Choosing Linux as the server operating system is always a good choice for the hosting of your website. Nevertheless, Linux exists in various forms – distributions – each of which has its specificity and hence usefulness for different users with different requests. Two common distributions for Linux a Debian and Ubuntu. The latter, Ubuntu was originally based on Debian and it shared with it various features – but has, as well, a number of significant differences.
Also, Ubuntu is often considered a better system for beginners, while Debian is preferred by more advanced users. To get you a clearer idea of what’s the matter with these two distributions and their features that are worthy of attention when we talk about hosting, we’ve prepared this short article.
What’s good about Linux?
Since both solutions are based on Linux, it will be great to learn a bit about its specificity of it first. So, Linux is a well-known operating system that is free and open source which means that it’s automatically cost efficient and that it offers great flexibility and customizability. It is more lightweight and less demanding to the hardware if compared to alternatives, and it provides you with high standards of security, as malware for it is much less “efficient” against it.
The open-source nature of Linux provided the creation of various distributions of it, among which we have Debian and Ubuntu. So, let’s compare the two distros and see which one will suit you best.
Probably, the most well-known difference between the two distributions is the model according to which they are released, with Debian provided with a stable model and Ubuntu with LTS (Long-Term Support).
The release model of Debian provides that it is supported within one year upon its release. The problem with this one is that you are dependent on stable releases and don’t know exactly when they are going to come out.
As for Ubuntu, the LTS means that each version is supported for five years. Also, the developers of Ubuntu provide that a new LTS version is released every two years. This basically means that if you opt for Ubuntu, you will be able to not worry about the support of your system for many years in a row.
Debian stable is really stable. But taking into account its stability, the software it is provided with is not always as new as possible – it’s usually a bit outdated. Mostly, it isn’t a big deal for the successful operation of the server, but anyway…
Another specificity of Debian is that its developers disregard proprietary software and never include it in default installation configurations. Instead, if you’ll want to use some proprietary software on your server, you’ll have to enable it manually.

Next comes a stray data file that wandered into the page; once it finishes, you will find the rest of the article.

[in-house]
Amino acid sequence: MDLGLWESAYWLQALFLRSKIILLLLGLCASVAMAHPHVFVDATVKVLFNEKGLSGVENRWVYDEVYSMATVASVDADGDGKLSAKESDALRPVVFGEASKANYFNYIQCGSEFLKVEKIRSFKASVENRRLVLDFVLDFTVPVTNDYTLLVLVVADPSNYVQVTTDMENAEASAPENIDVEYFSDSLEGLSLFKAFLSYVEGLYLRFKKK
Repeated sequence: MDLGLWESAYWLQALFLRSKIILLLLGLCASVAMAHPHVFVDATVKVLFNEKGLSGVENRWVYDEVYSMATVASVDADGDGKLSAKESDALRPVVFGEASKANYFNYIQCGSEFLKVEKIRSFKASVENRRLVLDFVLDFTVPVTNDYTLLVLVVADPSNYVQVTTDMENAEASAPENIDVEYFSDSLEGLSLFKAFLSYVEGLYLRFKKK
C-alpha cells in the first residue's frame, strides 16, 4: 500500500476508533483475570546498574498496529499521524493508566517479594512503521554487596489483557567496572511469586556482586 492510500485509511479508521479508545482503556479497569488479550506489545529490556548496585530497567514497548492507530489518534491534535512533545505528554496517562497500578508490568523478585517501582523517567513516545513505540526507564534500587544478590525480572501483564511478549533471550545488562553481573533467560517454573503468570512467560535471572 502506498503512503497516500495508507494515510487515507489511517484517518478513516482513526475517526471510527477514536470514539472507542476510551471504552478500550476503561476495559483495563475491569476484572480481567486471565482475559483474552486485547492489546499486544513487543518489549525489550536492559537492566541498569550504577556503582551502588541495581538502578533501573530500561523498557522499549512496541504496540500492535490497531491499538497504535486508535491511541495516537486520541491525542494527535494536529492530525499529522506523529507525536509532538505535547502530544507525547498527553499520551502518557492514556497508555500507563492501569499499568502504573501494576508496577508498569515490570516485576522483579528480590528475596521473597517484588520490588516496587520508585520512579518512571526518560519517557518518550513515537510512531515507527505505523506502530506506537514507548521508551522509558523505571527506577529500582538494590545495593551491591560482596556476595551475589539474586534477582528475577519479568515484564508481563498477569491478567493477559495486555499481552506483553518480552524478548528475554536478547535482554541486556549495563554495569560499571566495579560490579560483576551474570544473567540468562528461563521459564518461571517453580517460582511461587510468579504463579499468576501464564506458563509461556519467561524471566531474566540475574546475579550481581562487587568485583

Unlike Debian, Ubuntu developers do not ignore the proprietary software and include some pieces of commercial software in their repositories. Some users may not like or not need it, but this still facilitates the installation of a more broad range of software solutions.
Both systems perform very well. There are, however, certain aspects of stability that consist in the differences in the way both distributions are offered.
Debian is a lighter system, as it has less software usually included in it.
Also, the Debian stable release model ensures that all releases are as stable as possible. They do not come out until the team approves them, so stability is guaranteed.
The releases of Ubuntu come out according to a schedule, so sometimes they can be more stable and sometimes less stable.
Support is an important aspect if you want to solve the troubles as fast and efficiently, as possible to ensure the stable development of your project. Both Debian and Ubuntu will provide you with decent and reliable support, but there is still a difference between the two systems.
Both distributions rely heavily on a vast community of users and volunteers, but Ubuntu, unlike Debian, is also supported by Canonical Ltd. which means a more reliable, professional, and prompt support service.
Both Ubuntu and Debian are popular, efficient, and reliable systems with vast communities of users and developers, so there is no definite answer to which one is best. Your choice should depend rather on the features that are attractive to you, which is the specificity of your project or barely your taste and your style – stable or predictable updated, free or proprietary software, support from the community or from the company. Ubuntu is eventually more popular today, but Debian is more often preferred by more experienced users who like to be more flexible, have more control, and do have more technical expertise to solve a broader range of technical issues on their own. If this, however, is not your style, then we recommend checking out this Debian virtual server hosting offer. We hope that this article was useful, thank you for your attention, and have a nice day!